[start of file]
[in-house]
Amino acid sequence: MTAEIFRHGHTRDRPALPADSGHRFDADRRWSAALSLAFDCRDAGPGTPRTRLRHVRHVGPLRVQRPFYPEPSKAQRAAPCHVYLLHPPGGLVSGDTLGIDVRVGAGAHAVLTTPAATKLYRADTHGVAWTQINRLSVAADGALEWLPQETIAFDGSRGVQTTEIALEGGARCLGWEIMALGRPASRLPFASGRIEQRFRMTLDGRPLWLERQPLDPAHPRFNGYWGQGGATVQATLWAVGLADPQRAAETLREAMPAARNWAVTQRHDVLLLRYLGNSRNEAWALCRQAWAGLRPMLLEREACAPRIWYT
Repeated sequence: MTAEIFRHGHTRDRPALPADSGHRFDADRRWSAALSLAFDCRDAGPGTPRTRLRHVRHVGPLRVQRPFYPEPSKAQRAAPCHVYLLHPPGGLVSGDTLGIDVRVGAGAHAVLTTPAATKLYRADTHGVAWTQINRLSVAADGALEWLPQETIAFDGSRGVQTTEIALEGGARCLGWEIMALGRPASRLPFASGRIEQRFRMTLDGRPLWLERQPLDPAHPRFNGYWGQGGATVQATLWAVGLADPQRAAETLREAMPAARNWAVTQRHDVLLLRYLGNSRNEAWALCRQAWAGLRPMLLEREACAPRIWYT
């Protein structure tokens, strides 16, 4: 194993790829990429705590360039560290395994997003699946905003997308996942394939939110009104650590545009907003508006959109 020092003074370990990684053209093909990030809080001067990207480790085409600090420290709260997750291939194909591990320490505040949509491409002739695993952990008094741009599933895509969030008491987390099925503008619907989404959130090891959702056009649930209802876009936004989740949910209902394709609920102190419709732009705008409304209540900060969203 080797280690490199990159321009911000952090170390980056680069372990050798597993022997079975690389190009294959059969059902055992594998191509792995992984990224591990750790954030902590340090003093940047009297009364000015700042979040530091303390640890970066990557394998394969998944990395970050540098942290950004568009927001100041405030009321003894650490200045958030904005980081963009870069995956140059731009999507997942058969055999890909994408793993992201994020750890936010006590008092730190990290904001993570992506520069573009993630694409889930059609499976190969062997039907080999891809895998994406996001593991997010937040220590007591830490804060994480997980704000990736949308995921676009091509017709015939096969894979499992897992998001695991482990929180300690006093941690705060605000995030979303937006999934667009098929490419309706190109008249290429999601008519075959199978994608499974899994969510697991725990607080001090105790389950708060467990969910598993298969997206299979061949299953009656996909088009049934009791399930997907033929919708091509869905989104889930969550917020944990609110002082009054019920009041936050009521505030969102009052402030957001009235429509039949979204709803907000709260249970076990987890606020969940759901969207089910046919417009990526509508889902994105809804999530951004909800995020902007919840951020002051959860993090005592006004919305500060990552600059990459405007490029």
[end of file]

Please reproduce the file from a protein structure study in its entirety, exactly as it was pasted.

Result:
[in-house]
Amino acid sequence: MTAEIFRHGHTRDRPALPADSGHRFDADRRWSAALSLAFDCRDAGPGTPRTRLRHVRHVGPLRVQRPFYPEPSKAQRAAPCHVYLLHPPGGLVSGDTLGIDVRVGAGAHAVLTTPAATKLYRADTHGVAWTQINRLSVAADGALEWLPQETIAFDGSRGVQTTEIALEGGARCLGWEIMALGRPASRLPFASGRIEQRFRMTLDGRPLWLERQPLDPAHPRFNGYWGQGGATVQATLWAVGLADPQRAAETLREAMPAARNWAVTQRHDVLLLRYLGNSRNEAWALCRQAWAGLRPMLLEREACAPRIWYT
Repeated sequence: MTAEIFRHGHTRDRPALPADSGHRFDADRRWSAALSLAFDCRDAGPGTPRTRLRHVRHVGPLRVQRPFYPEPSKAQRAAPCHVYLLHPPGGLVSGDTLGIDVRVGAGAHAVLTTPAATKLYRADTHGVAWTQINRLSVAADGALEWLPQETIAFDGSRGVQTTEIALEGGARCLGWEIMALGRPASRLPFASGRIEQRFRMTLDGRPLWLERQPLDPAHPRFNGYWGQGGATVQATLWAVGLADPQRAAETLREAMPAARNWAVTQRHDVLLLRYLGNSRNEAWALCRQAWAGLRPMLLEREACAPRIWYT
């Protein structure tokens, strides 16, 4: 194993790829990429705590360039560290395994997003699946905003997308996942394939939110009104650590545009907003508006959109 020092003074370990990684053209093909990030809080001067990207480790085409600090420290709260997750291939194909591990320490505040949509491409002739695993952990008094741009599933895509969030008491987390099925503008619907989404959130090891959702056009649930209802876009936004989740949910209902394709609920102190419709732009705008409304209540900060969203 080797280690490199990159321009911000952090170390980056680069372990050798597993022997079975690389190009294959059969059902055992594998191509792995992984990224591990750790954030902590340090003093940047009297009364000015700042979040530091303390640890970066990557394998394969998944990395970050540098942290950004568009927001100041405030009321003894650490200045958030904005980081963009870069995956140059731009999507997942058969055999890909994408793993992201994020750890936010006590008092730190990290904001993570992506520069573009993630694409889930059609499976190969062997039907080999891809895998994406996001593991997010937040220590007591830490804060994480997980704000990736949308995921676009091509017709015939096969894979499992897992998001695991482990929180300690006093941690705060605000995030979303937006999934667009098929490419309706190109008249290429999601008519075959199978994608499974899994969510697991725990607080001090105790389950708060467990969910598993298969997206299979061949299953009656996909088009049934009791399930997907033929919708091509869905989104889930969550917020944990609110002082009054019920009041936050009521505030969102009052402030957001009235429509039949979204709803907000709260249970076990987890606020969940759901969207089910046919417009990526509508889902994105809804999530951004909800995020902007919840951020002051959860993090005592006004919305500060990552600059990459405007490029």